Evaluating or benchmarking an existing intranet involves conducting usability tests, field studies and other user-centred activities to provide the intranet redesign team with:
An understanding of the current intranet’s strengths and weaknesses
A set of data that the future intranet success can be compared to
Jakob Nielsen recommends conducting an evaluation study of an organisation’s current intranet for the above reasons. He warns3 “if you don’t collect information about the intranet’s existing version, how will you really know if the new version is better (or worse), and by how much.”
Nielsen offers a set of tasks on which to evaluate an existing intranet using usability testing:
Find information about an employee
Starting from the desktop, get to the intranet, and log in if necessary
Find specific info, such as stock price, fax number, or directions
Find the head of a group (org chart or substitute)
Find information about a specific project within the company
For each of the above tasks, Nielsen provides time benchmarks to allow intranet teams to judge the usability of their current intranet against Nielsen’s studies of intranet usability.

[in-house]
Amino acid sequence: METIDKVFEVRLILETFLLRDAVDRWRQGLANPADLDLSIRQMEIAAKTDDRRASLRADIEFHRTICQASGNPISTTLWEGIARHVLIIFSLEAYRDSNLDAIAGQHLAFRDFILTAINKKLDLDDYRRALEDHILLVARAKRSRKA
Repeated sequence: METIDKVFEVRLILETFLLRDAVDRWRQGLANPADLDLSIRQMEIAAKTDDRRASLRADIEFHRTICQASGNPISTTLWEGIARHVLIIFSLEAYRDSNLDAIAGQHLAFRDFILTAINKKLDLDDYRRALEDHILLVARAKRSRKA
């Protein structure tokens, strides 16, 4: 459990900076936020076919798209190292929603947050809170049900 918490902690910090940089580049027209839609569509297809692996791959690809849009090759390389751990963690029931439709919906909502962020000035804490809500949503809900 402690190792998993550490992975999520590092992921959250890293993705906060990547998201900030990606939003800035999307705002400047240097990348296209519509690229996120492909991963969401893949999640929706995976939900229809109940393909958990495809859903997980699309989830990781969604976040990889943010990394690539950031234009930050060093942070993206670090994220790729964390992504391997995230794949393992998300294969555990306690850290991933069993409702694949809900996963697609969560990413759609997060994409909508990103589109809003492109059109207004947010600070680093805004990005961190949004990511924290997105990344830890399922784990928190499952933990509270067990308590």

4.2.2Take a user-centred approach
The central premise of a user-centred approach is that the best websites (including intranets) result from understanding the needs of the people who will use them.
A user-centred approach to designing websites is a key recommendation from all eminent IA professionals such as Jakob Nielsen4 and Louis Rosenfeld5 along with government advisory bodies such as AGIMO.
“A [website] should be easy and efficient to use for all users, regardless of their level of IT literacy. To meet this goal, agencies may consider following a user-centred design approach.”6
Please refer to the separate document, Information Architecture and e-government Best Practice Analysis for more information about taking a user-centred approach.
4.2.3Continued program of user testing